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Sometimes, over a hundred and fifty years old homes do not have the setup for central air conditioning, thus requiring ductwork insulation. But if you prefer not to install the ductwork, you can install a mini-split or high-velocity air conditioning unit instead. But what's the difference between the two? And what are their similarities? We've researched both types of units, and in this post, we will compare and contrast them.
High-velocity a/c units provide air conditioning to buildings with no ductwork. Instead of forcing cooled air through ductwork, they use flexible easy-to-install tubes placed in the walls and ceilings of homes. Mini-split air conditioning systems are operated by an outdoor compressor and indoor units that supply air directly in each room of a home. These wall-mounted systems don't require ductwork and are reasonably easy to install and operate.
While neither system is necessarily worse or better than the other, they have distinctive differences worth noting before installation. And having an initial idea of what your installation budget is will help narrow down your decision. Continue reading to learn about which unit may be best given certain factors.
Comparing High-Velocity Air Conditioning and Mini-Split Systems
Ductless Mini-Split Air Conditioners
Ductless or "mini-split" systems don't require ductwork, as the outside unit of their system is connected through a small hole in the home's exterior, allowing the interior unit to provide air conditioning to the home or apartment. The outdoor unit draws all of the warm air from outside, cools it, and then delivers it directly to the room.
They are efficient
Mini-split systems have sophisticated technology, which makes them very efficient. They can quickly and easily convert high-voltage electricity, allowing them to run on very little energy. Their compressors can also run at varying speeds. If you find a mini-split system with a SEER rating over 25, you can be sure that this will help you save on your electricity bill.
Mini-split systems allow you to establish zones in your home to make rooms more comfortable according to occupancy. For example, if you have an empty bedroom in your home, you can set it to a different temperature than a constantly occupied bedroom. You can have multiple indoor units in your home running at different temperature settings at once, making this one of the most advantageous benefits of mini splits.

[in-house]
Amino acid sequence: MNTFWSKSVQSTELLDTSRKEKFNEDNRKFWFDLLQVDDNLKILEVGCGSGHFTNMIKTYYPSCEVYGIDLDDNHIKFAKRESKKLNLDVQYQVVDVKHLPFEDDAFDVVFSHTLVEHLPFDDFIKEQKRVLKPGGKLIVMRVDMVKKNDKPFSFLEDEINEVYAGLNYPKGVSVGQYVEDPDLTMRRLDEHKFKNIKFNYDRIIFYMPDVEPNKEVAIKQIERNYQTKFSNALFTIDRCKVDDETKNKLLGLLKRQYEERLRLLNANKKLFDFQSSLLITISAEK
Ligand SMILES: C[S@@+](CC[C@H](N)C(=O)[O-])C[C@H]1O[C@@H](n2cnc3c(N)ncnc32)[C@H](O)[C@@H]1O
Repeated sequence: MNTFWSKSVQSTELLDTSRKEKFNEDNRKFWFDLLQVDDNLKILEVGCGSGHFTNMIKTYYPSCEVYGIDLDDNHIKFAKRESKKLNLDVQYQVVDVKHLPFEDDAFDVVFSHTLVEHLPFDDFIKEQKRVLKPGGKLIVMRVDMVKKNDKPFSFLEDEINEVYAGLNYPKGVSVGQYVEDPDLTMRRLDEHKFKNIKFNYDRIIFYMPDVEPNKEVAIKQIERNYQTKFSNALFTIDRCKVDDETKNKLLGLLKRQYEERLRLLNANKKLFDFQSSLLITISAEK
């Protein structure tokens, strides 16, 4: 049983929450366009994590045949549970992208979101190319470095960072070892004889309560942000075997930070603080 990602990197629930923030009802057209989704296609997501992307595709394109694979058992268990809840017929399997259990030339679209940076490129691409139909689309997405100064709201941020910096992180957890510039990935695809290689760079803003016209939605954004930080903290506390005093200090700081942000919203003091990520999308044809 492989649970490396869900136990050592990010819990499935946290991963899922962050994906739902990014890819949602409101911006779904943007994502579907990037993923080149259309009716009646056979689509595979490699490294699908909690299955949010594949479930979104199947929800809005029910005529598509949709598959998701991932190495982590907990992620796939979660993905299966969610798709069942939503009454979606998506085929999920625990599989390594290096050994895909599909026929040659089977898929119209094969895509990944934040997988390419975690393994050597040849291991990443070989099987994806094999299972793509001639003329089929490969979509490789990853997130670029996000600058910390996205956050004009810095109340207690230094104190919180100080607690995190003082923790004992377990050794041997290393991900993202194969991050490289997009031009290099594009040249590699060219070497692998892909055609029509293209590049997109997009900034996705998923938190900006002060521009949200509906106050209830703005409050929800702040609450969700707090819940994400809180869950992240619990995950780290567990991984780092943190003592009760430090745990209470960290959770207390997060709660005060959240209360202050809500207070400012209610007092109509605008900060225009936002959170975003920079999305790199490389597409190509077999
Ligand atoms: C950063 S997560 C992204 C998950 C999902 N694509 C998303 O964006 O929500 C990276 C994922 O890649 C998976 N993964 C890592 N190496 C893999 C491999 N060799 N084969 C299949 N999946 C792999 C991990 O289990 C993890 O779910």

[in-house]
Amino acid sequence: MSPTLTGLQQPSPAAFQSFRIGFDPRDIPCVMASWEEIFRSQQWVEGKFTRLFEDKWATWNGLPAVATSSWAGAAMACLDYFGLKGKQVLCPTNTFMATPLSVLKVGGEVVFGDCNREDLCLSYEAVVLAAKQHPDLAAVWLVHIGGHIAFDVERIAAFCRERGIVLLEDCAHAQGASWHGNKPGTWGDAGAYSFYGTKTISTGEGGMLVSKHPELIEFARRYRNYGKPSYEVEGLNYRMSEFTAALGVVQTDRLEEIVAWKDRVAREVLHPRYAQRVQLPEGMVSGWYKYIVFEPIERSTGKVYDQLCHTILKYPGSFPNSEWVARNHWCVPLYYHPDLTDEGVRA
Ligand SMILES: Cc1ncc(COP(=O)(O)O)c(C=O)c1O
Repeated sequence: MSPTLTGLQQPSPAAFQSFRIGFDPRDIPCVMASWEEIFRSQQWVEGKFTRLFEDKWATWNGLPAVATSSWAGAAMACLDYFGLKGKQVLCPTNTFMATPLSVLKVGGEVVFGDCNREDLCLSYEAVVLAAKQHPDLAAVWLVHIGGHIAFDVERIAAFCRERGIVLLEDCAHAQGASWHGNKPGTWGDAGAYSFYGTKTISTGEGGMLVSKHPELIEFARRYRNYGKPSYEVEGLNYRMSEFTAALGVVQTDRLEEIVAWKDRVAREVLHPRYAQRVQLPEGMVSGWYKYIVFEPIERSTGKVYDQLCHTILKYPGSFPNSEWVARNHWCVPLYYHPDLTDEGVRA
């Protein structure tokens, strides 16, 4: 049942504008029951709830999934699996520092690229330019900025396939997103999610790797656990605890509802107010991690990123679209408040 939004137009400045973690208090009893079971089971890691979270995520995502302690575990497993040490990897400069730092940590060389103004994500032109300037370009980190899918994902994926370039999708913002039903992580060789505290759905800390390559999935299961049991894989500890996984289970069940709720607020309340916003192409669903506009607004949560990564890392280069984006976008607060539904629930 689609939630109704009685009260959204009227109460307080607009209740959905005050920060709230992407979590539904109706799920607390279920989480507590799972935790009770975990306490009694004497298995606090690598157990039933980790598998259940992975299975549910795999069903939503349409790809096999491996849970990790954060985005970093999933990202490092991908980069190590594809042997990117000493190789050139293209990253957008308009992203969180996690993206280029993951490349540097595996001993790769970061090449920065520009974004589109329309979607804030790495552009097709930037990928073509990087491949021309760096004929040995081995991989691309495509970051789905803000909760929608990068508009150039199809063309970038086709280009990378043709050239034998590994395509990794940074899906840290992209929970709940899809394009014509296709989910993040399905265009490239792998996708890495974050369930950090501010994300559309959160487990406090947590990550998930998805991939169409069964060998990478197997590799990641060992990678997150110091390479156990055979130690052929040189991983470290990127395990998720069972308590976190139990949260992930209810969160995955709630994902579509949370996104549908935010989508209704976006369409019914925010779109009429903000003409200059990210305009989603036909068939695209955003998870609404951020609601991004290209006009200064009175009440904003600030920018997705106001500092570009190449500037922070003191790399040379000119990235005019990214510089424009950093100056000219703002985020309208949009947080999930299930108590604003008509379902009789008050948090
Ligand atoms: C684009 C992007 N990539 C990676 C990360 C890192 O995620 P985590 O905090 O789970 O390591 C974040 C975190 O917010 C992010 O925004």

They are very quiet
These systems don't make much noise when operating, which is one of their best features. Ductless systems, unlike window systems or central air, operate much more quietly than high-velocity systems. If you're someone who prefers an a/c system that doesn't sound like freight trucks driving around inf your home, a mini-split unit is worth considering.
No duct installation
As mentioned previously, mini-split systems don't require ductwork. This means saving hundreds of dollars on contractors for the units' installation. The only installation needed is for the interior units, which can be done fairly quickly and easily, and the outside unit, which doesn't require as much labor as other HVAC systems.
While mini-split systems do have air filters, they aren't the most powerful filtration systems available. To increase filtration, users often add carbon inserts into the mini-split unit to help mitigate this issue. The filtration capability also depends on the brand and model of the ductless system.
Mini-split systems will typically cost more money than high-velocity systems. However, you will save money on the back end regarding your electricity bill due to their low energy usage.
Multiple units needed
Having multiple mini-splits in your home can be distracting from an aesthetic standpoint. Keep in mind that you'll typically need a unit for each room to cool it efficiently. This also adds to the initial cost of mini-split systems, especially if you have a home with three or more rooms.
High-Velocity Air Conditioners
High-velocity systems make for a great heating and cooling option. Not only can they remove up to 30% of humidity from your home, but they can also create an even air temperature throughout the various rooms of your home. Let's take a look at more of their benefits.